The bigger they are… small biz v big corp
Think you’re too small to go up against the major competitors in your industry? Well, think again
Gary Hirshberg is waging war. Armed with an overdeveloped sense of guerrilla marketing, he has taken his battle for market share to the densely populated hills of corporate America. Slipping in under the pretext of attending a business meeting, he invades office buildings and strikes a blow for his brand, Stonyfield Farm yogurt. “We’ve made appointments with one attorney in a skyscraper, say, where 2,000 people work, walked past the security guards carrying 400 cups of yogurt, and pushed every elevator button between 1 and 50, handing out samples to the receptionist on each floor,” says Hirshberg, president of Londonderry, N.H.-based Stonyfield Farm. The yogurt-industry underdog, consequently, has been lapping up impressive revenue, despite sour U.S. yogurt sales overall.
Stonyfield Farm holds a mere 2.4 percent of a $1.8 billion market dominated by Dannon, a subsidiary of the French-owned BSN Group (with 32 percent market share); General Mills’ Yoplait and Colombo brands (a combined 29 percent market share); and Kraft’s Breyers (8 percent market share). Controlling ownership in Stonyfield, founded in 1983, is held by the president and founder Hirshberg, 44, his family, and a handful of partners. Half of the company’s 150 employees also share a small stake. Stonyfield will do sales of about $50 million this year. That number has grown by 36 percent annually since 1990. Stonyfield, nevertheless, is still a bit player. And that’s why the company is making inroads anyway it can.
Hirshberg’s credo: There are yogurts, and then there is Stonyfield yogurt – a distinction only a tasting can prove. “We think of our product as a fine wine,” says Hirshberg. “Last year we gave away 6.3 million cups of yogurt. Our goal is both to take customers away from other companies, [those] making inferior products, and to convert non-yogurt eaters into yogurt eaters. The only way we can do that is to bring our yogurt to the customer’s mouth.”
In addition to his surgical strikes on the consumer marketplace, Hirshberg hopes to convert his competitors’ customers through his social-conscience efforts. Both sides of Stonyfield yogurt lids often carry messages about the need to prevent global warming or stop handgun violence. The company also donates a full 10 percent of its profits to groups like Share Our Strength, the anti-poverty and hunger organization, and the Jane Goodall Institute, which promotes wildlife research and preservation. “In terms of a branding strategy, as one looks toward the 21st century, we can’t ignore that consumers are increasingly looking to businesses to solve the world’s problems,” he says. “Companies that are making a true effort to do that are seeing tremendous consumer support.”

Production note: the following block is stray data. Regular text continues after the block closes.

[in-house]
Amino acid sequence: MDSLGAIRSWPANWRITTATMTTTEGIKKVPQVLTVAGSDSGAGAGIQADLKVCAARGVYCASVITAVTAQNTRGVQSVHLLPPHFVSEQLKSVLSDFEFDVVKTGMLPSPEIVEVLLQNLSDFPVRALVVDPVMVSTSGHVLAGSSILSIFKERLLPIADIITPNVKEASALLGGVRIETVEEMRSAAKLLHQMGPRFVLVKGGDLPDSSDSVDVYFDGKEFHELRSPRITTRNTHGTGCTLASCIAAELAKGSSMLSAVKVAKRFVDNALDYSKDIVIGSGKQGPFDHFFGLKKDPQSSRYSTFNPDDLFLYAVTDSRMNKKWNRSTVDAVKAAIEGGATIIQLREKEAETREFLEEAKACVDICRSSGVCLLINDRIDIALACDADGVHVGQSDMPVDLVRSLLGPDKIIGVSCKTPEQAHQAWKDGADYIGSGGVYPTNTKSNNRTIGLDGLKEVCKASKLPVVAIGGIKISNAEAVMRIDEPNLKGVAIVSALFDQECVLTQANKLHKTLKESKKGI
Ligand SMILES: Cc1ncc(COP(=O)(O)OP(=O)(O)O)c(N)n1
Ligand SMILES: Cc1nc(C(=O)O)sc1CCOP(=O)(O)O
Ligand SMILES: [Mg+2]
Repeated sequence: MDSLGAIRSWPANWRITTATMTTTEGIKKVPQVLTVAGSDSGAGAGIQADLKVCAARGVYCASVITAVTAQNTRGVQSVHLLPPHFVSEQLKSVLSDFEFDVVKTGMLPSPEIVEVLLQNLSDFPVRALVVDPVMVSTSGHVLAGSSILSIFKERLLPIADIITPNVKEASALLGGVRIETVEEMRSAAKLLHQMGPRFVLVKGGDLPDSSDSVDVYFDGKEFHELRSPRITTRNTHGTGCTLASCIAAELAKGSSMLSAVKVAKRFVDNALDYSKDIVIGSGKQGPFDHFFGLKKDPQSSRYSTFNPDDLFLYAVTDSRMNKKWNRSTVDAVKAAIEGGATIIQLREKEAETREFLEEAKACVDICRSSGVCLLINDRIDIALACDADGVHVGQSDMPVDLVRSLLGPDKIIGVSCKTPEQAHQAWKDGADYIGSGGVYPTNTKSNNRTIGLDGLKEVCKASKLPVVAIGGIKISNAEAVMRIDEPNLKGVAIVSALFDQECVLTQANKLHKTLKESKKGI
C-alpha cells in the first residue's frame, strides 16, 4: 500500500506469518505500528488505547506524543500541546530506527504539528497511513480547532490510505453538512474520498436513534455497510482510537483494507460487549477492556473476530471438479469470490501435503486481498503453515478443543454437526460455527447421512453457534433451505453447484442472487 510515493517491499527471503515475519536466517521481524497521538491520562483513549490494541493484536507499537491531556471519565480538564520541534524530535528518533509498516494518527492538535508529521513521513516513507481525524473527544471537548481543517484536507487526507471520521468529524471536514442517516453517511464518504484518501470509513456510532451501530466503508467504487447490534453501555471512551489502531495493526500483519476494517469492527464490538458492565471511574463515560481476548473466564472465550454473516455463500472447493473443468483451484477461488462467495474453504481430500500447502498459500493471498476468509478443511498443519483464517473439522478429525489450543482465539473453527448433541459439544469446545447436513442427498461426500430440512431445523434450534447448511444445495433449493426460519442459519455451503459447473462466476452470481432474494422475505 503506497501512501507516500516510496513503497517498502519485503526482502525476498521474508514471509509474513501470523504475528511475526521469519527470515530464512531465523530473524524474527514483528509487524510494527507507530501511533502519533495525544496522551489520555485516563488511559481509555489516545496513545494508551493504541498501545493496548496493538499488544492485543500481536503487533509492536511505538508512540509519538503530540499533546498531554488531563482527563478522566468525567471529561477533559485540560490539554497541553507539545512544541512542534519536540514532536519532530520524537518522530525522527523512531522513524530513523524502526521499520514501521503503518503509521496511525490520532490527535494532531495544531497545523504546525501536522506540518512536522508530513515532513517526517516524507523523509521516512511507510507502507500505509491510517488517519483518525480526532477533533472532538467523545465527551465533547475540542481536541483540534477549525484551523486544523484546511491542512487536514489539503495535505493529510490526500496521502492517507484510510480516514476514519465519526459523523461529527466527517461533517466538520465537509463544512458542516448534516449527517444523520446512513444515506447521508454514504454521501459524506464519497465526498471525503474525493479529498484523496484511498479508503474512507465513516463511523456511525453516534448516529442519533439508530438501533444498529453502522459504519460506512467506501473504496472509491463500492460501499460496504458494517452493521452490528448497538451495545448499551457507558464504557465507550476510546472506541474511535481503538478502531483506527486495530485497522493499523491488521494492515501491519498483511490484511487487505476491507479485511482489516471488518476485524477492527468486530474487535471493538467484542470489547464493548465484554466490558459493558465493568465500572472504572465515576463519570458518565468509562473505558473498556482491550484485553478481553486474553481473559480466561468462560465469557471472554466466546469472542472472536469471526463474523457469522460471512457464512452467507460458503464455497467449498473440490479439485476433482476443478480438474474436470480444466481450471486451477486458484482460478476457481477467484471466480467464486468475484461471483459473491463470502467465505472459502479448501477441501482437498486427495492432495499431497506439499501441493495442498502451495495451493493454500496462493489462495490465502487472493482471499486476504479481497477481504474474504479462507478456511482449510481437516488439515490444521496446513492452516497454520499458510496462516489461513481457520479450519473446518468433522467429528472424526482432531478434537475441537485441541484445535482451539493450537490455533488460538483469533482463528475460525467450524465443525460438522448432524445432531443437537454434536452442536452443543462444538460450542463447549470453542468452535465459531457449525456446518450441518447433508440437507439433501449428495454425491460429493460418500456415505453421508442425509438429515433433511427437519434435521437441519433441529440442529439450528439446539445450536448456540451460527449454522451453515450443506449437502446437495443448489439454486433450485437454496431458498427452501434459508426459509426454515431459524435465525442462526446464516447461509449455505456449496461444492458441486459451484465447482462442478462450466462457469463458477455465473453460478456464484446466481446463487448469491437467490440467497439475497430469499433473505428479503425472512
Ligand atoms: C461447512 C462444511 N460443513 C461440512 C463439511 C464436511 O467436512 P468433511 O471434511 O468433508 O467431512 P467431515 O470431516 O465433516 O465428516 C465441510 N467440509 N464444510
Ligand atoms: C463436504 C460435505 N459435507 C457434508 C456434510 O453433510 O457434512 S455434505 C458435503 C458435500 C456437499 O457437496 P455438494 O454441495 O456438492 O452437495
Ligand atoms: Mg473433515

- Fill ‘Er Up – Anytime
- Entrepreneur: Don Stewart
- Company: Mini-Tankers USA
- Industry: Petroleum
It’s 3 a.m., and you’ve run out of diesel fuel. Your choices: Stop working (which probably isn’t such a hot idea, considering that the urgency of your project has you going around the clock), or call in help. But who ya gonna call? Most consumers of diesel fuel (construction and highway crews, for example) might try Texaco, Shell, or Getty, which generally contract out delivery services with small, local distributors or individual service stations. The problem you’ll encounter with these Goliath-led partnerships is that you’re usually going to have to wait until morning – at the very earliest – to get your equipment cranking.
The reason: Few big petroleum dealerships are open after sunset
Enter Seattle-based Mini-Tankers USA. It’s open all the time. “We operate 24 hours a day, seven days a week, and we deliver fast. So we save the customer money by reducing downtime on equipment,” boasts company president Don Stewart.
Stewart’s diesel-fuel-delivery business prides itself on getting the customer fueled up fast. But the service doesn’t end there. “Every customer is entitled to a computer-generated receipt from his tanker. He can use it to see how efficiently or inefficiently his machinery is running,” Stewart says. “This analysis gives the customer a clear picture of his present and anticipated refueling costs and tips him off to any machinery that might need reconditioning or replacement. We’ve therefore reintroduced good, old-fashioned service into an industry where large companies have long since forgotten about it.”
The Mini-Tankers concept started in Australia in 1987 and arrived stateside in 1996. Ownership of Mini-Tankers USA is 50 percent with Mini-Tankers Investments of Australia, 29 percent with Stewart, and the rest with smaller investors. Sales in 1998 are expected to top $5 million, and Stewart believes they’ll more than double this year. The company currently has 15 trucks (which operate as franchises) in the Seattle, Portland, Chicago, and St. Louis areas, and it plans to expand next into Arizona. “We expect to have 1,500 trucks in the United States before too long,” says Stewart.
He’s not talking about a bunch of old, belching pig rigs, either. Each Mini-Tankers truck is a state-of-the-art machine with a compact design that allows for easy access to project sites that some of the Goliaths’ old-model vehicles would have a hard time maneuvering into. In addition, each Mini-Tanker truck carries “retail” items like engine lubricant and hydraulic fluid, enabling drivers to make a quick sale and address customers’ immediate needs. – R.W.